Mentions: We illustrate the benefits and limitations of EEMS with several simulations. We used the program ms29 to simulate data under two migration scenarios: in the “uniform” scenario, which represents pure isolation by distance, migration rates do not vary throughout the habitat (Fig. 2a); in the “barrier” scenario a central region with lower migration rates separates the east and the west of the habitat (Fig. 2b). We applied both EEMS and PCA to data generated under these scenarios and under three different sampling schemes (Fig. 2c). The results illustrate two key points. First, whatever the sampling scheme, the migration scenario is easier to discern from the EEMS contour plots (Fig. 2e) than from the PCA projections (Fig. 2d). For the isolation by distance situation, the surfaces are approximately uniform under all three sampling schemes, and for the barrier simulation, the surfaces highlight the barrier as an area of lower effective migration. In contrast, the simple nature of the underlying structure is not obvious from the PCA projections in either setting, and indeed, the PCA results for the different scenarios do not differ in an easily identifiable, systematic way. Second, EEMS is less sensitive to the underlying sampling scheme than PCA. Indeed, the inferred surfaces are qualitatively unaffected by sampling scheme, except in the extreme case where there are no samples taken on one side of the migration barrier. This renders the migration rates on that side of the barrier inestimable from the data, so that estimates in that region are driven by the prior which assumes no heterogeneity in migration rates. In contrast, PCA is heavily influenced by irregular sampling 19, 20, 21. For example, biased sampling and the presence of a barrier can both produce clusters in the PCA results (top row in Fig. 2d).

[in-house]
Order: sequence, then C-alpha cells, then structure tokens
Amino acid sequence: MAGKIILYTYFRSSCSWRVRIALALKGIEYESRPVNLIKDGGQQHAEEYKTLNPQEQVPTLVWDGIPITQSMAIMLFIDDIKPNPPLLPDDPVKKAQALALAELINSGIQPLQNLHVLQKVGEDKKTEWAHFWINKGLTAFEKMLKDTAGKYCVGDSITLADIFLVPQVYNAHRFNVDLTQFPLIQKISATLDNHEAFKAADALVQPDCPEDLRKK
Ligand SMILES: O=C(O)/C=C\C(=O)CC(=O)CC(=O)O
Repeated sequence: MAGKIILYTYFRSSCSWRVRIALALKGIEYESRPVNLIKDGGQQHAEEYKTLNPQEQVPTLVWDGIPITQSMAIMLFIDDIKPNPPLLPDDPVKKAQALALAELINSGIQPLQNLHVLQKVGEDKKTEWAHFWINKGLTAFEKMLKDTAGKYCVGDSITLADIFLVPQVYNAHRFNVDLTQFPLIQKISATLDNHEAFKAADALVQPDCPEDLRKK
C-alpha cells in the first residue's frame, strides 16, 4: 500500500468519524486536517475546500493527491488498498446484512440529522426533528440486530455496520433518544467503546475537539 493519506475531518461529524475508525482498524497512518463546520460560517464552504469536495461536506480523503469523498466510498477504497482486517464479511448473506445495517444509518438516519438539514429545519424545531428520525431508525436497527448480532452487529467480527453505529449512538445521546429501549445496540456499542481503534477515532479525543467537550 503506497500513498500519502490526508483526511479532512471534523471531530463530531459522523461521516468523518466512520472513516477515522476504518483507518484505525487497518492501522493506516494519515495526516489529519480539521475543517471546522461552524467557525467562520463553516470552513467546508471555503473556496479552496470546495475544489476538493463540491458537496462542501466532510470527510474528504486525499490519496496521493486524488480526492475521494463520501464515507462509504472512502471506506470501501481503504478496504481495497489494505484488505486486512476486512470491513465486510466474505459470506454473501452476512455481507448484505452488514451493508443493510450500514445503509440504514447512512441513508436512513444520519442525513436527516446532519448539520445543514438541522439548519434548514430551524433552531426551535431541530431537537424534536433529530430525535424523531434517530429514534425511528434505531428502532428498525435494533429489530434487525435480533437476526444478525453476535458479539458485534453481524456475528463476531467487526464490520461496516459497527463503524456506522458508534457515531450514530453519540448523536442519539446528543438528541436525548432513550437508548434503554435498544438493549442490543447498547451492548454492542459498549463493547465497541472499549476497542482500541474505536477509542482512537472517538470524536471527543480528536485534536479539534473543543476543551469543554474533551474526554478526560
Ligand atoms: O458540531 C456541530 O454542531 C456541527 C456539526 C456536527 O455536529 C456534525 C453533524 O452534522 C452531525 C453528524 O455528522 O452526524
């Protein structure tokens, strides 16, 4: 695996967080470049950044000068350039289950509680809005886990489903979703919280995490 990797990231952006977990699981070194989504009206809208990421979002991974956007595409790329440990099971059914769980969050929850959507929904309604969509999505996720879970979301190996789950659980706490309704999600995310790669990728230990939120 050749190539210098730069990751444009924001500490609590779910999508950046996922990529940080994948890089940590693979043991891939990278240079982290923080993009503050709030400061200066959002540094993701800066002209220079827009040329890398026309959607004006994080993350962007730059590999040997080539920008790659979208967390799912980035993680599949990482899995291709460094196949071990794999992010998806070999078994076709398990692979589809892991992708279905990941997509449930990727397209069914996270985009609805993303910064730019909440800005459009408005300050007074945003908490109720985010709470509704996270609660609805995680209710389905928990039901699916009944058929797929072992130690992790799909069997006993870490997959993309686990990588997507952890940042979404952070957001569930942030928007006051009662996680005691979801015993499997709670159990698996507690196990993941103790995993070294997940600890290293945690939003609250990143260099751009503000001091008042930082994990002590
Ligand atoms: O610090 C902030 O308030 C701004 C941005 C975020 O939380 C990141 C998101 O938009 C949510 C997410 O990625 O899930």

Visualizing spatial population structure with estimated effective migration surfaces.

Petkova D, Novembre J, Stephens M - Nat. Genet. (2015)

Simulation comparing EEMS and PCA analysis. For each method, we show results for two migration scenarios, representing “uniform” migration and a “barrier” to migration, and three different sampling schemes. (a,b) The true underlying migration rates under the two scenarios; colors represent relative migration rates. (c) The three sampling schemes used; the size of the circle at each node is proportional to the number of individuals sampled at that location, and locations are color-coded to facilitate cross-referencing the EEMS and PCA results. (d) PCA results. (e) EEMS results. In contrast to PCA, EEMS is robust to the sampling scheme and shows clear qualitative differences between the estimated effective migration rates under the two scenarios, which reflect the underlying simulation truth.
© Copyright Policy
Related In: Results  -  Collection

Show All Figures
getmorefigures.php?uid=PMC4696895&req=5

Figure 2: Simulation comparing EEMS and PCA analysis. For each method, we show results for two migration scenarios, representing “uniform” migration and a “barrier” to migration, and three different sampling schemes. (a,b) The true underlying migration rates under the two scenarios; colors represent relative migration rates. (c) The three sampling schemes used; the size of the circle at each node is proportional to the number of individuals sampled at that location, and locations are color-coded to facilitate cross-referencing the EEMS and PCA results. (d) PCA results. (e) EEMS results. In contrast to PCA, EEMS is robust to the sampling scheme and shows clear qualitative differences between the estimated effective migration rates under the two scenarios, which reflect the underlying simulation truth.